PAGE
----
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entire network s ability to seek optimal routing decisions fails. Second, because all nodes in the network must go to that central device for routing instructions, a significant choke point can result. There are several options that can reduce the vulnerability of a single point of failure. The first, of course, is to distribute the routing function. This conflicts with the concept of centralized routing, but only somewhat. Consider the Internet, for example. It uses a sort of hybrid of centralized and distributed routing protocols in its Domain Name Server (DNS) function. A limited number of devices are tasked with the responsibility of maintaining knowledge of the topology of the network and the location of domains, providing something of a AAA trip-planning service for data packets. Another option is to designate a backup machine tasked with the responsibility of taking over in the event of a failure of the primary routing machine. This technique, used in the early Tymnet packet networks, relied on the ability of the primary machine to send a sleeping pill packet to the backup machine, with these instructions: Pay attention to what I do, memorize everything I learn, but just sit in the corner and be a potted plant. Take no action, make no routing decisions just learn. Let the sleeping pill keep you in a semicomatose state. If for some reason I fail, I will stop sending the sleeping pills, at which time you will wake up and take over until I recover. An ingenious technique, but overly complex and far too failure prone for modern network administrators. Distributed routing protocols are far more common today. In distributed routing protocol environments, each device collects information about the topology of the network and makes independent routing decisions based upon the information it accumulates. For example, if a router sees a packet from source X arrive on port 12, it knows that somewhere out port 12, it will find destination X. It doesn t know how far out there necessarily, just that the destination is somewhere out there over the digital horizon. Thus, if a packet arrives on another port looking to be transmitted to X, the router knows that by sending the packet out port 12 it will at least get closer to its destination. It therefore makes an entry in its routing tables to that effect, so that the next time a packet arrives with the same destination, the switch can consult its table and route the packet quickly. These routing protocols are analogous to the process of stopping and asking for directions on a road trip (or not), reputedly one of the great male-female differentiators right after who controls the TV remote. Anthropologists must have a field day with this kind of stuff. According to apocryphal lore, women have no problem whatsoever stopping and
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asking for directions, while men are loathe to do it one of those silly threats to the manhood things. Anyway, back to telecomm. If you were planning a road trip across the country, you could do so using one of two philosophies. You could go to AAA or a travel agent and have them plan out the entire route for you, or you could do the Jack Kerouac thing and simply get in the car and drive. Going to AAA seems to be the simplest option because, once the route is planned, all you have to do is follow the directions Lewis s blazed trail, as it were. The downside is that if you make it as far as Scratch Ankle, Alabama (yes, it s a real place), and the road over which you are supposed to travel is closed, you are stuck you have to stop and ask for directions anyway. The alternative is to simply get in the car, drive to the nearest gas station, and tell them that you are trying to get to Dime Box, Texas. The attendant will no doubt tell you the following: I don t know where Dime Box is, but I know that Texas is down in the Southwest. So if you take this highway here to Kansas City, it ll get you closer. But you ll have to ask for better directions when you get there. The next gas station attendant may tell you, Well, the quickest way to central Texas is along this highway, but it s rush hour and you ll be stuck for days if you go that way. I d take the surface street. It s a little less comfortable, but there s no congestion. By stopping at a series of gas stations as you traverse the country and asking for help, you will eventually reach your destination, but the route may not be the most efficient. That s okay, though, because you will never have to worry about getting stuck with bad directions. Clearly the first example of these is connection oriented; the second is connectionless. Connection-oriented travel is a far more comfortable, secure way to go; connectionless is riskier, less sure, more flexible, and much more fun. Obviously, distributed routing protocols are centrally important to the traveler as well as to the gas station attendant who must give them reliable directions, and equally important to routers and switches in connectionless data networks. Distributed routing protocols fall into two categories: distance vector and link state. Distance vector protocols rely on a technique called table swapping to exchange information about network topology with each other. This information includes destination/cost pairs that allow each device to select the least cost route from one place to another. On a scheduled basis, routers transmit their entire routing tables on all ports to all adjacent devices. Each device then adds any newly arrived information to its own tables, thus ensuring currency. The only problem with this technique is that it results in a tremendous amount of management traffic (the tables) being sent between network devices, and if the network is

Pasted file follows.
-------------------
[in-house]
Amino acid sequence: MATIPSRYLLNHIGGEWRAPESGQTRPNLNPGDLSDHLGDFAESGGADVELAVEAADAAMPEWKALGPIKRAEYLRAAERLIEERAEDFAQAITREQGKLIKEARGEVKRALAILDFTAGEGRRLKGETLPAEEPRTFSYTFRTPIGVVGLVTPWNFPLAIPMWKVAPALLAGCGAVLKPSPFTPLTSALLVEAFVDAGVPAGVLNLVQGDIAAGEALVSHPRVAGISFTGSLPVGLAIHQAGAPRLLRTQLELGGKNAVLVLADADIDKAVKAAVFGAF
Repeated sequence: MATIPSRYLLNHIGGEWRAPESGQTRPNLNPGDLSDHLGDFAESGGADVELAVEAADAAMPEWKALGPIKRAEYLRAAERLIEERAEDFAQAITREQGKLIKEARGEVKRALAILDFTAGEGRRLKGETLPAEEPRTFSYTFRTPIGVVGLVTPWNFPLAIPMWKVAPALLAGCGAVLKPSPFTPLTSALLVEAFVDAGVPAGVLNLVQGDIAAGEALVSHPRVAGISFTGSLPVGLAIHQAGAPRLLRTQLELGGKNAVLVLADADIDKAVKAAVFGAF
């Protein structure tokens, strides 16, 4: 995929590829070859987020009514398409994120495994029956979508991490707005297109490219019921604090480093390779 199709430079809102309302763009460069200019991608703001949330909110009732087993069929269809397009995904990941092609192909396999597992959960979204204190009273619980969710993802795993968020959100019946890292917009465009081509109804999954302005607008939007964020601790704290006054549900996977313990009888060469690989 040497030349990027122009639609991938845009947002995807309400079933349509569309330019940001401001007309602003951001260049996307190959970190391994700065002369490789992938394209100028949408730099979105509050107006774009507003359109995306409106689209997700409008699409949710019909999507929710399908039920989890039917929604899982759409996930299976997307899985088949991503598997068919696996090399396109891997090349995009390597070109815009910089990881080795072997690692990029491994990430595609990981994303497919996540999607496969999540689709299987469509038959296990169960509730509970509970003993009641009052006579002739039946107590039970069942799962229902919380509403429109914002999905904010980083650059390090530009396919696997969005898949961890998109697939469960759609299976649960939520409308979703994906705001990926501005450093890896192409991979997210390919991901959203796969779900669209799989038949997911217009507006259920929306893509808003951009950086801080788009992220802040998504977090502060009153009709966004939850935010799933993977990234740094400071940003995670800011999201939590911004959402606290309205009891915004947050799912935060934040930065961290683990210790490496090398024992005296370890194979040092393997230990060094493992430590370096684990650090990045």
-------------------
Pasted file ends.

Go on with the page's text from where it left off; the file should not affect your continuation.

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Downloaded from Digital Engineering Library @ McGraw-Hill (www.digitalengineeringlibrary.com) Copyright 2004 The McGraw-Hill Companies. All rights reserved. Any use is subject to the Terms of Use as given at the website.